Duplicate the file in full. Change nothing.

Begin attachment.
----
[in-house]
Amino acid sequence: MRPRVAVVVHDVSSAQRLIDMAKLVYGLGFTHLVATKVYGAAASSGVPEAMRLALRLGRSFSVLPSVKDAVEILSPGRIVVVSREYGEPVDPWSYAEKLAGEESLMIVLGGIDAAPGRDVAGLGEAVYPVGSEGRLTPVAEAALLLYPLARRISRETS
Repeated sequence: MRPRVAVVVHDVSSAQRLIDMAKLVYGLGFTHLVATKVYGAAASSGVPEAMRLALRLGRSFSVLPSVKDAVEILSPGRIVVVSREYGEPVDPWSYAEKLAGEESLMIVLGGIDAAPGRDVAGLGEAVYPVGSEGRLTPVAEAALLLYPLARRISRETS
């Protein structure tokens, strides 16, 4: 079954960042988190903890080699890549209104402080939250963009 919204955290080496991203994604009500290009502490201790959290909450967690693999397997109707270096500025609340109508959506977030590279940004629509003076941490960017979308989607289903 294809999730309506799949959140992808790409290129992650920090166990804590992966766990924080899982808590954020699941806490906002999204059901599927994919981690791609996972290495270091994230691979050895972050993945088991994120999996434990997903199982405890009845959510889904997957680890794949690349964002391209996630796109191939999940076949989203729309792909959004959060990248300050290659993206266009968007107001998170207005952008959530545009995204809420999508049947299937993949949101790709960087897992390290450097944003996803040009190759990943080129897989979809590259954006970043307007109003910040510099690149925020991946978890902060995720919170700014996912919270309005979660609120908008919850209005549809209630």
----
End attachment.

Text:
[in-house]
Amino acid sequence: MRPRVAVVVHDVSSAQRLIDMAKLVYGLGFTHLVATKVYGAAASSGVPEAMRLALRLGRSFSVLPSVKDAVEILSPGRIVVVSREYGEPVDPWSYAEKLAGEESLMIVLGGIDAAPGRDVAGLGEAVYPVGSEGRLTPVAEAALLLYPLARRISRETS
Repeated sequence: MRPRVAVVVHDVSSAQRLIDMAKLVYGLGFTHLVATKVYGAAASSGVPEAMRLALRLGRSFSVLPSVKDAVEILSPGRIVVVSREYGEPVDPWSYAEKLAGEESLMIVLGGIDAAPGRDVAGLGEAVYPVGSEGRLTPVAEAALLLYPLARRISRETS
């Protein structure tokens, strides 16, 4: 079954960042988190903890080699890549209104402080939250963009 919204955290080496991203994604009500290009502490201790959290909450967690693999397997109707270096500025609340109508959506977030590279940004629509003076941490960017979308989607289903 294809999730309506799949959140992808790409290129992650920090166990804590992966766990924080899982808590954020699941806490906002999204059901599927994919981690791609996972290495270091994230691979050895972050993945088991994120999996434990997903199982405890009845959510889904997957680890794949690349964002391209996630796109191939999940076949989203729309792909959004959060990248300050290659993206266009968007107001998170207005952008959530545009995204809420999508049947299937993949949101790709960087897992390290450097944003996803040009190759990943080129897989979809590259954006970043307007109003910040510099690149925020991946978890902060995720919170700014996912919270309005979660609120908008919850209005549809209630």